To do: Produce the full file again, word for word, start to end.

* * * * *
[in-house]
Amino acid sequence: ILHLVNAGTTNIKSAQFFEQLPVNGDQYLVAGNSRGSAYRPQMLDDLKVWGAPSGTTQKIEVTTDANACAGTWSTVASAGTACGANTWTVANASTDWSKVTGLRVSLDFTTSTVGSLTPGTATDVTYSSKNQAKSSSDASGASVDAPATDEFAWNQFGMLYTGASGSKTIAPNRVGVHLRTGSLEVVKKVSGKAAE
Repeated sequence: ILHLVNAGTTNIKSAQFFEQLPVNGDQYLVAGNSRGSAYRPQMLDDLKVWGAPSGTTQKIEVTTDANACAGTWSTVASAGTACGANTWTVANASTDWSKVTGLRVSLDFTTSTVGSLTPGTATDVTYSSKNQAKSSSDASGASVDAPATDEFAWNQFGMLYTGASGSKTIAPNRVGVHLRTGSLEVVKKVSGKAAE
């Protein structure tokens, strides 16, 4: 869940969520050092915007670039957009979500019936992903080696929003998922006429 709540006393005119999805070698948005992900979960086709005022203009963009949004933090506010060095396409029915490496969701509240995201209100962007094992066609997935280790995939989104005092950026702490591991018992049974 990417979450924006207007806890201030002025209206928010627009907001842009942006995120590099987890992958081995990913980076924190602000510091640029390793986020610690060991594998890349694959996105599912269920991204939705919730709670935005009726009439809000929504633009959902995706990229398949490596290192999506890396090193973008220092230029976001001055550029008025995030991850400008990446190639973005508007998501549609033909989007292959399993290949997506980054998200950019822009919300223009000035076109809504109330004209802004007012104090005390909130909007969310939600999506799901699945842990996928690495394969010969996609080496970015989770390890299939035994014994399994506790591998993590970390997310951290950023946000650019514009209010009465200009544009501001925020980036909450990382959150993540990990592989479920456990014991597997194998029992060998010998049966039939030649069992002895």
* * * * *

[in-house]
Amino acid sequence: ILHLVNAGTTNIKSAQFFEQLPVNGDQYLVAGNSRGSAYRPQMLDDLKVWGAPSGTTQKIEVTTDANACAGTWSTVASAGTACGANTWTVANASTDWSKVTGLRVSLDFTTSTVGSLTPGTATDVTYSSKNQAKSSSDASGASVDAPATDEFAWNQFGMLYTGASGSKTIAPNRVGVHLRTGSLEVVKKVSGKAAE
Repeated sequence: ILHLVNAGTTNIKSAQFFEQLPVNGDQYLVAGNSRGSAYRPQMLDDLKVWGAPSGTTQKIEVTTDANACAGTWSTVASAGTACGANTWTVANASTDWSKVTGLRVSLDFTTSTVGSLTPGTATDVTYSSKNQAKSSSDASGASVDAPATDEFAWNQFGMLYTGASGSKTIAPNRVGVHLRTGSLEVVKKVSGKAAE
């Protein structure tokens, strides 16, 4: 869940969520050092915007670039957009979500019936992903080696929003998922006429 709540006393005119999805070698948005992900979960086709005022203009963009949004933090506010060095396409029915490496969701509240995201209100962007094992066609997935280790995939989104005092950026702490591991018992049974 990417979450924006207007806890201030002025209206928010627009907001842009942006995120590099987890992958081995990913980076924190602000510091640029390793986020610690060991594998890349694959996105599912269920991204939705919730709670935005009726009439809000929504633009959902995706990229398949490596290192999506890396090193973008220092230029976001001055550029008025995030991850400008990446190639973005508007998501549609033909989007292959399993290949997506980054998200950019822009919300223009000035076109809504109330004209802004007012104090005390909130909007969310939600999506799901699945842990996928690495394969010969996609080496970015989770390890299939035994014994399994506790591998993590970390997310951290950023946000650019514009209010009465200009544009501001925020980036909450990382959150993540990990592989479920456990014991597997194998029992060998010998049966039939030649069992002895």